Lion in the Streets
Where: Phoenix Theatre, University of Victoria (Chief Dan George Theatre)
When: To Feb. 21
Rating: four (out of five)
Canadian playwright Judith Thompson is famous (at least in this country) for drama that delves deeply into the grim heart of human dysfunction. Her 1990 play, Lion in the Streets, being revived by a fine student cast at the University of Victoria, is no exception.
Think of this as a theatrical relay, in which one mind-roasting scene hands off to another. Vignettes include a raving cerebral palsy victim, a desperate housewife who performs a bizarre striptease at a dinner party, and a cancer-ridden woman fantasizing about a strange, Ophelia-like death.
Obviously, we’re not exactly talking The Sound of Music here. Linking these joyless scenes is Isobel, a ragged Portuguese immigrant girl who was murdered 17 years ago. Well-played Wednesday night by a committed Lindsay Curl, she’s a sad little ghost, who, as the play proceeds, comes to the realization she’s not lost but dead. Thompson presents Isobel as a sort of living scream — she’s not a three-dimensional character but rather, a horrified witness to her own unhappy demise.
The production, skilfully directed by Conrad Alexandrowicz, offers a variant on magic realism. Scenes begin in a naturalistic manner, then shift to a nightmarish realm as Thompson plunges into unconscious worlds. This is where the playwright is at her best — her subterranean visions are unrelentingly honest, brave and highly imaginative.
For instance, the housewife who does the striptease, Sue (nicely portrayed by Sarah Cashin) confronts her husband about his affair. As the scene concludes, she fantasizes that he might return if he had terminal cancer, thus providing the opportunity to nurse him until his death. It’s a peculiar yet curiously human notion. Thompson gives voice to something we might think about in our darkest of hearts, but never mention to another soul.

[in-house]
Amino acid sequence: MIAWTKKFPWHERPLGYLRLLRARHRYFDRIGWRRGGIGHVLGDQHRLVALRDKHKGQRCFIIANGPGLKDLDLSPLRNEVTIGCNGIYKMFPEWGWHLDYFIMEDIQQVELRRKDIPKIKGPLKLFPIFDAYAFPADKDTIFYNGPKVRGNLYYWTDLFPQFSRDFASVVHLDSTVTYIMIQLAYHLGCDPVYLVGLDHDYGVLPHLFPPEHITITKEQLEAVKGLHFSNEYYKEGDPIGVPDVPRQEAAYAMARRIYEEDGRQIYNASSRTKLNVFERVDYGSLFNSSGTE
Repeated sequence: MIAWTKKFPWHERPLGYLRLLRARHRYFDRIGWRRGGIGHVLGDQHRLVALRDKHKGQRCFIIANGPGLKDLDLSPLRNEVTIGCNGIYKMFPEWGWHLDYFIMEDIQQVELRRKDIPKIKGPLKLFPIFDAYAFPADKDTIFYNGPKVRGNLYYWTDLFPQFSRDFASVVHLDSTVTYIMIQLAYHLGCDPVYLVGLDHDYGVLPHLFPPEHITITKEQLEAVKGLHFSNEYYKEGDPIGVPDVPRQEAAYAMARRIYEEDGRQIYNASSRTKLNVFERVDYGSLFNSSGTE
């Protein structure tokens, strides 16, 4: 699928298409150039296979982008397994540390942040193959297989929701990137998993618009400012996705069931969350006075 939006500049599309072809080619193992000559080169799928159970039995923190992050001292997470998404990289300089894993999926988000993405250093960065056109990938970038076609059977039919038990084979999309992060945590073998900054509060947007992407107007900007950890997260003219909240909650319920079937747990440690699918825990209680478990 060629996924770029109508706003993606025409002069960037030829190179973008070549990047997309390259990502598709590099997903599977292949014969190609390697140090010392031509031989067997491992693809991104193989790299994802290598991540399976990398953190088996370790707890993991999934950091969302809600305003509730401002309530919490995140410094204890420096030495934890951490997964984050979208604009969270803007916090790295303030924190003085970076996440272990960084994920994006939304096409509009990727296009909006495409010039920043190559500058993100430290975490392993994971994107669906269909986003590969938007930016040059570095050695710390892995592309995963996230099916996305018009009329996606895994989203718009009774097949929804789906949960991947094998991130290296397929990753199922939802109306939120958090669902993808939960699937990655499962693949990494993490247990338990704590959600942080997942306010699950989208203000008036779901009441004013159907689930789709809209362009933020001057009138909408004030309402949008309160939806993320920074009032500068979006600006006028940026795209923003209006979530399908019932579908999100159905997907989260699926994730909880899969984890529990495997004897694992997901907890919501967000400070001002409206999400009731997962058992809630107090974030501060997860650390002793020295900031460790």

Ditto for a sequence in which a woman with cerebral palsy is interviewed by a reporter. Scarlett (an excellent turn by Arielle Permack) seems rough-hewn, but relatively normal at first. Yet in the most spectacularly strange twist in a very strange play, she starts babbling in a demonic fashion about literally absorbing the journalist in a sexual, cannibalistic manner that suggests a Hieronymous Bosch nightmare. Once more, the playwright is examining the unspeakable depths of the human psyche.
Thompson suggests we all have the potential to shatter the brittle veneer of civilized behaviour to act out our most primal, immoral, animalistic urges. This, perhaps, is the “lion in the streets.”
The play concludes with a scene in which Isobel confronts her killer. In my view, this is where Thompson slips. The denouement seems heavy-handed, with a self-conscious Freudian component that lands with a thunk.
The set for Chief Dan George Theatre’s thrust stage is minimal; it’s essentially a few chairs. Slides of artworks represent different scenes — they are most effective, done in a primitive style with dark, colourful, jewel-like tones.
Actors who aren’t primary performers in scenes remain on stage. They often augment the action — in one scene, a pair form a bed; elsewhere, two others dance with the housewife as she recalls happier days with her husband. Sometimes, these supernumeraries merely bear mute witness to what’s happening on stage.
The directorial approach, here and elsewhere, is tremendously successful. In such a play, verging on melodrama, unorthodox use of movement can descend into “jazz-hands” overkill. Happily, Alexandrowicz has a thorough understanding of the play — the extra physicality adds much.
This is one of the most consistently strong student casts in recent memory. Space doesn’t allow descriptions of all performances. However, kudos go to Sean Dyer, Logan Mitev, Levi Schneider, Zoe Wessler and Nikola Whitney-Griffiths.
I hate to use the phrase “best suited for the adventuresome theatre-goer.” Rather, let’s say this show will be enjoyed by open-minded, intelligent audiences. It’s not easily forgettable. And, despite Thompson’s flawed ending, the excellence of the production makes it all worthwhile.